Privacy Protests

Interesting law journal article: “Privacy Protests: Surveillance Evasion and Fourth Amendment Suspicion,” by Elizabeth E. Joh.

Abstract: The police tend to think that those who evade surveillance are criminals. Yet the evasion may only be a protest against the surveillance itself. Faced with the growing surveillance capacities of the government, some people object. They buy “burners” (prepaid phones) or “freedom phones” from Asia that have had all tracking devices removed, or they hide their smartphones in ad hoc Faraday cages that block their signals. They use to surf the internet. They identify tracking devices with GPS detectors. They avoid credit cards and choose cash, prepaid debit cards, or bitcoins. They burn their garbage. At the extreme end, some “live off the grid” and cut off all contact with the modern world.

These are all examples of what I call privacy protests: actions individuals take to block or to thwart government surveillance for reasons that are unrelated to criminal wrongdoing. Those engaged in privacy protests do so primarily because they object to the presence of perceived or potential government surveillance in their lives. How do we tell the difference between privacy protests and criminal evasions, and why does it matter? Surprisingly scant attention has been given to these questions, in part because Fourth Amendment law makes little distinction between ordinary criminal evasions and privacy protests. This article discusses the importance of these ordinary acts of resistance, their place in constitutional criminal procedure, and their potential social value in the struggle over the meaning of privacy.

Read this while thinking about the lack of any legal notion of civil disobedience in cyberspace.

Posted on July 3, 2013 at 12:30 PM40 Comments


Jeff July 3, 2013 1:25 PM

They identify tracking devices with GPS detectors.

Huh? How does that work? My understanding of GPS was that the satellites send out signals, the device calculates positions based on the signals. Every point on the earth has GPS signals whether there’s a receiver or not. So how the heck would a GPS detector work?

Carpe_Noctem July 3, 2013 1:46 PM

So, evasion of surveillance (physically and in cyberspace) can be indicative of criminality or of privacy protest… but where is the room in this paper addressing simple security measures for securities sake? Seems like quite a glaring hole. Many of the things listed as either one or the other are in fact carried out daily by people neither protesting privacy encroachments nor engaging in criminality. For example, a businessman working for a R&D tech firm that travels abroad frequently should be using many of these techniques.

That being said, I also enjoy how intellectually aloof the writers basically say, “Well, the government is going to think you are a potential threat if you evade surveillance, and it’s highly likely that you will be wrapped up in some unjust action… but this will increase the public’s awareness of the value of privacy. (unless of course the government decides to amp up it’s oppressiveness…)”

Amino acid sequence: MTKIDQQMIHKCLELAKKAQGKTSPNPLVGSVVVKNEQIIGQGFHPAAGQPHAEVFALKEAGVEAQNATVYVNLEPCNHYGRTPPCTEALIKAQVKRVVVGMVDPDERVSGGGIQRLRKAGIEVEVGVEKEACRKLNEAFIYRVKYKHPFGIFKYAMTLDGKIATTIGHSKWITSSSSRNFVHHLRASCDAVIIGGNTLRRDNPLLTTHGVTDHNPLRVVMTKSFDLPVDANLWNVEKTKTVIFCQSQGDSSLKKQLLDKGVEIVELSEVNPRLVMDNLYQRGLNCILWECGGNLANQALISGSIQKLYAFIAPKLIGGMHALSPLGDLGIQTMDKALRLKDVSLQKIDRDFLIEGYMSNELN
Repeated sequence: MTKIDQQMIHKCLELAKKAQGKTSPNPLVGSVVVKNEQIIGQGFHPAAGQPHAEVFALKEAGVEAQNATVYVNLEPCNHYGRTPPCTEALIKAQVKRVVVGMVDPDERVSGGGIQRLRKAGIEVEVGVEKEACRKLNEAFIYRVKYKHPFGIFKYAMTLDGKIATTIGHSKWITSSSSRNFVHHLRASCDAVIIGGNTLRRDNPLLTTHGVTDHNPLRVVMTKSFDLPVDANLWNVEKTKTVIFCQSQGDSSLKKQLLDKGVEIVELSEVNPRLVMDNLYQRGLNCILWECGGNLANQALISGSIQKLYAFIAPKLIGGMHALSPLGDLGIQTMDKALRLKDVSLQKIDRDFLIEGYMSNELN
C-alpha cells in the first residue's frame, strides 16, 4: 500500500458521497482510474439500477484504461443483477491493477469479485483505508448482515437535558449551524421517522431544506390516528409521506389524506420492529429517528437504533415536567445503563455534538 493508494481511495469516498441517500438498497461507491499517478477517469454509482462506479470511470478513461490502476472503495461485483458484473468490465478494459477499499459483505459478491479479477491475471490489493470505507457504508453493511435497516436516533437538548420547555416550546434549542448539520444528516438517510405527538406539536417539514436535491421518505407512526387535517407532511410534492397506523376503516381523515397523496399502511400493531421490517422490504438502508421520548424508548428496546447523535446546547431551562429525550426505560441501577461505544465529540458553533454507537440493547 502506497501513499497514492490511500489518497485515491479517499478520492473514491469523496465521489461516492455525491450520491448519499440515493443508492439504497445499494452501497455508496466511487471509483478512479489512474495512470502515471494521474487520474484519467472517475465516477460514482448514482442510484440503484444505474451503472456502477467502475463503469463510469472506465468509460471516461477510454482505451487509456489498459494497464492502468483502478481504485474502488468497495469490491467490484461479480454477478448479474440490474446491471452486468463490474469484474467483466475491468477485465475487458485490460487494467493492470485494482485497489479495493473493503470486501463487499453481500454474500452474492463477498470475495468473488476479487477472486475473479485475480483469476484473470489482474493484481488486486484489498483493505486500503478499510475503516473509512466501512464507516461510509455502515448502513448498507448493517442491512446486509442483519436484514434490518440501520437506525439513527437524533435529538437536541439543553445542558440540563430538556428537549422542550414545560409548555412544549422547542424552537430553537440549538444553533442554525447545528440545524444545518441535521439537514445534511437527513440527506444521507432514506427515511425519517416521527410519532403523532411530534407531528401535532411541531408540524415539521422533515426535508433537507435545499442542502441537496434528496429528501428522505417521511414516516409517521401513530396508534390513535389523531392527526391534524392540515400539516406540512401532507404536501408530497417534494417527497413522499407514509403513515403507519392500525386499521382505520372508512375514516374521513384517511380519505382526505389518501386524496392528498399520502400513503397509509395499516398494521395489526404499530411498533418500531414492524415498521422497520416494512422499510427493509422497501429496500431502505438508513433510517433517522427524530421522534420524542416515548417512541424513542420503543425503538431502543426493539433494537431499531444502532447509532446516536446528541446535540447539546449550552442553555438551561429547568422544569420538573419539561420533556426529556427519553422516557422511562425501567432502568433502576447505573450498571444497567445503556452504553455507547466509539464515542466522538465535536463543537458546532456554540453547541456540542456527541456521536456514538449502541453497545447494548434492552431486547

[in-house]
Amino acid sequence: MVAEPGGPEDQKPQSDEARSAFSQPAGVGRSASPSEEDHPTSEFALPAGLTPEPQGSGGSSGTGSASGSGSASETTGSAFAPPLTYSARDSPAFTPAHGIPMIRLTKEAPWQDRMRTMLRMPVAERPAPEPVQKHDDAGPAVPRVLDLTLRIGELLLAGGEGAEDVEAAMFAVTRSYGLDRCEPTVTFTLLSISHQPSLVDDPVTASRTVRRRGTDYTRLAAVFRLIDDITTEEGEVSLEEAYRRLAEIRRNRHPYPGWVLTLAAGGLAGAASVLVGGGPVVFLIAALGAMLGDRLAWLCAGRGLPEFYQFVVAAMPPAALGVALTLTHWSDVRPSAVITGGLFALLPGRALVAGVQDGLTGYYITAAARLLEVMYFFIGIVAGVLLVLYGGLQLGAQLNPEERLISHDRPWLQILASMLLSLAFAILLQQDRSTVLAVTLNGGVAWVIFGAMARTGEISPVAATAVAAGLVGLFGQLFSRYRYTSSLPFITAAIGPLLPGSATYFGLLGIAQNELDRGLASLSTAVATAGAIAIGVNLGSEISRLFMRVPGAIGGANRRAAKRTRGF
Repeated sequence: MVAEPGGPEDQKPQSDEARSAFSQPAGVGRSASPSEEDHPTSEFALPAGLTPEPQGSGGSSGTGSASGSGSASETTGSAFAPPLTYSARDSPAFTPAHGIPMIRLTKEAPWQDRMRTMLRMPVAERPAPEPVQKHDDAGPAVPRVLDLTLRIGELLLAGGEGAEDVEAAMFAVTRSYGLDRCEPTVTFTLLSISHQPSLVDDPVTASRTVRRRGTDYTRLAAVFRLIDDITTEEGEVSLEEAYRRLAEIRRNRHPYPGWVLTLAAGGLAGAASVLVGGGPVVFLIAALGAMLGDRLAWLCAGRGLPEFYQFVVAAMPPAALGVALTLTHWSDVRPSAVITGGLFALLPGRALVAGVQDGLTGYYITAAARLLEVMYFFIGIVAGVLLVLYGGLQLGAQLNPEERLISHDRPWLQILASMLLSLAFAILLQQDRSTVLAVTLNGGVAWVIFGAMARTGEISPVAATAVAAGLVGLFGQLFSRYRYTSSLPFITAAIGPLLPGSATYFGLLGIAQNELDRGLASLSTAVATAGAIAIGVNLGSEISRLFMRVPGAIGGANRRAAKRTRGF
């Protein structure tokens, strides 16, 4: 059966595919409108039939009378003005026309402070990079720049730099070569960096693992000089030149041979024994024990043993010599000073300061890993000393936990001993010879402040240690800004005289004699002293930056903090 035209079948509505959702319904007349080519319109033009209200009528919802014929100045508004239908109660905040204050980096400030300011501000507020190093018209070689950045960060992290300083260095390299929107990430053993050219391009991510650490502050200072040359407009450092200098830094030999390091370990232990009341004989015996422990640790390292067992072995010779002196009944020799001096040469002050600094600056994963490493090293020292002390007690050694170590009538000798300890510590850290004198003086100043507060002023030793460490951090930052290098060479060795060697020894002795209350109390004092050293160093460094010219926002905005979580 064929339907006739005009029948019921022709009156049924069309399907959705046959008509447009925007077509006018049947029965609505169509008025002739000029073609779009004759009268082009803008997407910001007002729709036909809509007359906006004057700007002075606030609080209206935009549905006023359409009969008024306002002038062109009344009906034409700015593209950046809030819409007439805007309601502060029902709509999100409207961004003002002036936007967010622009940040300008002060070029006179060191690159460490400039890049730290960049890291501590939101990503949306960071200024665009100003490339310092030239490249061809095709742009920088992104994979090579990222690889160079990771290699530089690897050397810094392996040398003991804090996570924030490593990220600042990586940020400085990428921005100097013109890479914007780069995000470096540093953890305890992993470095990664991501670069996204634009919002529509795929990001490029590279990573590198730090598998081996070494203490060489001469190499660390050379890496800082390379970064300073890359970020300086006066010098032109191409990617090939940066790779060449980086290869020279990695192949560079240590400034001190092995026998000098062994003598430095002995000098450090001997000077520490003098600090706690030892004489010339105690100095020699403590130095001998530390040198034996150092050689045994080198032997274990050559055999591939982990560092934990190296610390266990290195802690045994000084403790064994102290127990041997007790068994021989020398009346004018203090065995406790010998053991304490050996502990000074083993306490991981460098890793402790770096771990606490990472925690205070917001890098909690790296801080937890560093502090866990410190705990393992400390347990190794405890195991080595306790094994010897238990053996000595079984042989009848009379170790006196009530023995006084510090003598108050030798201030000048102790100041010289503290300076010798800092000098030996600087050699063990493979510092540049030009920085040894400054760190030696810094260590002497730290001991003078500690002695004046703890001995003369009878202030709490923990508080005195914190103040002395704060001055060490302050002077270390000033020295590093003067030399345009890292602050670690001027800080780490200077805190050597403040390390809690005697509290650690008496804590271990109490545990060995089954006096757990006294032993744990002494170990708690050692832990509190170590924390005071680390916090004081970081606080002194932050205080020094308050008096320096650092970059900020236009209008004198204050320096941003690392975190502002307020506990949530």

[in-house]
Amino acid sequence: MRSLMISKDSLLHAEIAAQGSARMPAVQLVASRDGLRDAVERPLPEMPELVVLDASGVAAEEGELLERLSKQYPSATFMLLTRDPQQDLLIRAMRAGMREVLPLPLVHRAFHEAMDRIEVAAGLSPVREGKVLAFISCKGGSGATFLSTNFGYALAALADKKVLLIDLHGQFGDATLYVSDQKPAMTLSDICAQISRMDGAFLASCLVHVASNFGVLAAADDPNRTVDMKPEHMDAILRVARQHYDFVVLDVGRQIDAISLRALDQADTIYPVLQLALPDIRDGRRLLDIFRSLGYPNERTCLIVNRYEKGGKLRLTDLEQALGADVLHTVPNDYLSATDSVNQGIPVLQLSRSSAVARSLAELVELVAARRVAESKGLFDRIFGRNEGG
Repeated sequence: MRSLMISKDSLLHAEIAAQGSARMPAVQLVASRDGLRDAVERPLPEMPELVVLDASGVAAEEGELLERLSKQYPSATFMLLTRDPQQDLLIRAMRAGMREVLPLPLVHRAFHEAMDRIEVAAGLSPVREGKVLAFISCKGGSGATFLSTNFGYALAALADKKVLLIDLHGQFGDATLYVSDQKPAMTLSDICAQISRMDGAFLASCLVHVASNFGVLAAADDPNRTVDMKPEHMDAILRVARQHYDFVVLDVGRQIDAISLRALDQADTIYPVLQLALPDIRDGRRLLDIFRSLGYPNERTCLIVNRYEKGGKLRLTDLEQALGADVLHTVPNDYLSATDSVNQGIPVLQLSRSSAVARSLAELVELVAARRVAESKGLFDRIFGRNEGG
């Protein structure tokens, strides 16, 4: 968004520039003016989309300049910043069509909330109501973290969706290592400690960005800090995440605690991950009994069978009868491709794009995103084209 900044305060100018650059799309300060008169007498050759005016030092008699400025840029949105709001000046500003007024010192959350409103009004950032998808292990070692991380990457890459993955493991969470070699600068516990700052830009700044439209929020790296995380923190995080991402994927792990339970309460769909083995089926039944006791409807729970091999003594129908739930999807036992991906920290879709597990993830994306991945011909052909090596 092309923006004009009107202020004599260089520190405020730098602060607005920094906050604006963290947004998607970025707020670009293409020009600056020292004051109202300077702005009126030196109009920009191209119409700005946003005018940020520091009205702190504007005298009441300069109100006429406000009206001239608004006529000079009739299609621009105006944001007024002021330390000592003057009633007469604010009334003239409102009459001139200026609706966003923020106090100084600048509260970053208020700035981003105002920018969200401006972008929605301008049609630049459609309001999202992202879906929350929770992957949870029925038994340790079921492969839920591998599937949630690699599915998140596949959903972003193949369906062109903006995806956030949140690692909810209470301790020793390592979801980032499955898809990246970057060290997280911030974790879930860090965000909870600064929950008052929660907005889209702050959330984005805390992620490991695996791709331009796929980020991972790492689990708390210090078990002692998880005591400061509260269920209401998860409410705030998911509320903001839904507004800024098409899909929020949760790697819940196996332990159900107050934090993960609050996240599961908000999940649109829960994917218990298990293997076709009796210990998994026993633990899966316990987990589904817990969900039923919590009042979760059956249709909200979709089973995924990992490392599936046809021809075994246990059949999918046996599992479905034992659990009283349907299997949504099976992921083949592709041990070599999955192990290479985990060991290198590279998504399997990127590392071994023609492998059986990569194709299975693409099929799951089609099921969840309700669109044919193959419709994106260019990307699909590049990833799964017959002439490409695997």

As your frequent readers already know, all the “judges should”, “courts should” and “police forces can” (do X to improve their constitutionality) is nothing but hypothetical posturing when all evidence shows that it’s not happening.

This is the most important paragraph in the whole paper:

“Faced with a sufficient enough number of privacy protests, the
government might meet resistance with greater coercive force on its
own part to collect information. Or, the government might provide
incentives to individuals to encourage greater voluntary compliance.151
(The government might also engage in responsive strategies to thwart
those who are themselves trying to thwart state surveillance.152)”

That is what is happening now, not the other.

NobodySpecial July 3, 2013 2:02 PM

@jeff – you don’t necessarily need a “detector” to detect them.
If you recently became a board member of the EFF and discover a small black box with a cellphone antennae attached to your car you can probably assume it isn’t an anti-smog device.

Especially since – given the way government operate – it will probably be marked “secret surveillance device: property of NSA” and a serial number

NobodySpecial July 3, 2013 2:06 PM

ps. although GPS receivers are purely receivers it is relatively simple to detect an antennae with a tuned circuit attached – which is all a radio receiver is – at least at short range.

Simply broadcast a wideband signal in the GPS frequency range and search for any returned signal with a frequency component missing.

HJohn July 3, 2013 2:12 PM

@: The police tend to think that those who evade surveillance are criminals.

I think an important observation isn’t that the police are bad people here. They’re trying to do their jobs, believe in what they do, and usually (and often correctly) view themselves as the good guys. After all, most of them are sincerely trying to do the right thing.

A point in this is that the law isn’t just designed to protect us against bad people It is also designed to protect us against good people who do the wrong things, often thinking they are doing the right thing. After all, if they are trying to catch a criminal, they are trying to do the right thing. But that good cause can be a blank check for harassment of a thousands of innocents per one guilty.

I’ve previously said about terrorism and the legal system. Obviously, terrorists are far worse than lawyers, it’s not even a contest. But I fear the legal system more than I fear terrorism. Usually for the same reason the police at times can scare me more than criminals, not that I think they are bad people unworthy of respect, but that I fear what can be done do me when trying to DoTheRightThing(TM).